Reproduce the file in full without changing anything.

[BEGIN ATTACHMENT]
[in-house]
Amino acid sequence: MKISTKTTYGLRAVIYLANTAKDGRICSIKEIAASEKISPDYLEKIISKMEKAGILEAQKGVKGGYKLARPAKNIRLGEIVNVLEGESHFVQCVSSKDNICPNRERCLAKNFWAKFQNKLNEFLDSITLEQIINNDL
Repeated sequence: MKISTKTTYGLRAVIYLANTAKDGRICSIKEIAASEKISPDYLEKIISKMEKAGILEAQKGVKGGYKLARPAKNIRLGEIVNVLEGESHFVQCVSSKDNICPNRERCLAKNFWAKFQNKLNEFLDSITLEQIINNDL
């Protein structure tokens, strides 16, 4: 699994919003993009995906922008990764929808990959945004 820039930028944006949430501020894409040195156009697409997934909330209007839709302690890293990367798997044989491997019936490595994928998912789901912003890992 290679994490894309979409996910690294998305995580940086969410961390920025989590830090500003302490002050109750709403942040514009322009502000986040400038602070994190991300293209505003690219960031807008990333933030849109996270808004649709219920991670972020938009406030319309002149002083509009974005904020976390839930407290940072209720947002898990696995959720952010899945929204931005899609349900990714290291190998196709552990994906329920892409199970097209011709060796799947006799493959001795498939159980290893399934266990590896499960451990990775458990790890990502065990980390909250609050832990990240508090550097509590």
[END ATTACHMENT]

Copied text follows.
[in-house]
Amino acid sequence: MKISTKTTYGLRAVIYLANTAKDGRICSIKEIAASEKISPDYLEKIISKMEKAGILEAQKGVKGGYKLARPAKNIRLGEIVNVLEGESHFVQCVSSKDNICPNRERCLAKNFWAKFQNKLNEFLDSITLEQIINNDL
Repeated sequence: MKISTKTTYGLRAVIYLANTAKDGRICSIKEIAASEKISPDYLEKIISKMEKAGILEAQKGVKGGYKLARPAKNIRLGEIVNVLEGESHFVQCVSSKDNICPNRERCLAKNFWAKFQNKLNEFLDSITLEQIINNDL
């Protein structure tokens, strides 16, 4: 699994919003993009995906922008990764929808990959945004 820039930028944006949430501020894409040195156009697409997934909330209007839709302690890293990367798997044989491997019936490595994928998912789901912003890992 290679994490894309979409996910690294998305995580940086969410961390920025989590830090500003302490002050109750709403942040514009322009502000986040400038602070994190991300293209505003690219960031807008990333933030849109996270808004649709219920991670972020938009406030319309002149002083509009974005904020976390839930407290940072209720947002898990696995959720952010899945929204931005899609349900990714290291190998196709552990994906329920892409199970097209011709060796799947006799493959001795498939159980290893399934266990590896499960451990990775458990790890990502065990980390909250609050832990990240508090550097509590």